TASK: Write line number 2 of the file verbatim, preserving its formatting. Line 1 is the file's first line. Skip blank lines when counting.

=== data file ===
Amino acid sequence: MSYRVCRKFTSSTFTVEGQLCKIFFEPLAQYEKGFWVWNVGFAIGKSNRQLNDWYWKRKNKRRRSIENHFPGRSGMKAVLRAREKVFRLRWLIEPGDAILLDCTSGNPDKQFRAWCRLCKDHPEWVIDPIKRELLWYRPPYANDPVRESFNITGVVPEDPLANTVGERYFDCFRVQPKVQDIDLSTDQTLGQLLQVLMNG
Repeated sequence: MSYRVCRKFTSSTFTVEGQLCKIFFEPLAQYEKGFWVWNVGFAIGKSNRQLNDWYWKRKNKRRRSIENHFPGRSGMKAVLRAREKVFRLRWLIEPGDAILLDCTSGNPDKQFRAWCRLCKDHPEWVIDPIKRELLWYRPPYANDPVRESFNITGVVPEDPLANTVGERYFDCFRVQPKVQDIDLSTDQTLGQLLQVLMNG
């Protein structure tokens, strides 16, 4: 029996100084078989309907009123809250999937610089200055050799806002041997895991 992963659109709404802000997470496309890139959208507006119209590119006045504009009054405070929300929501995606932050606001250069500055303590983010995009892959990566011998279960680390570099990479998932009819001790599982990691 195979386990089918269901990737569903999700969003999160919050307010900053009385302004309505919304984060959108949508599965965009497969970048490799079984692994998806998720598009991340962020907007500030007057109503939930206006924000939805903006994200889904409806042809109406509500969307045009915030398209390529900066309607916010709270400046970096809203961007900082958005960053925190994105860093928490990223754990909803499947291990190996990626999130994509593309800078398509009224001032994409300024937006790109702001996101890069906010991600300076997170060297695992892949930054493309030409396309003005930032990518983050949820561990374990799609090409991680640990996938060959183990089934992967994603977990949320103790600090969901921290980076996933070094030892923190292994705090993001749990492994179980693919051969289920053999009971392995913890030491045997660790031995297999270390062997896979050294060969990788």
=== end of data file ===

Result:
Repeated sequence: MSYRVCRKFTSSTFTVEGQLCKIFFEPLAQYEKGFWVWNVGFAIGKSNRQLNDWYWKRKNKRRRSIENHFPGRSGMKAVLRAREKVFRLRWLIEPGDAILLDCTSGNPDKQFRAWCRLCKDHPEWVIDPIKRELLWYRPPYANDPVRESFNITGVVPEDPLANTVGERYFDCFRVQPKVQDIDLSTDQTLGQLLQVLMNG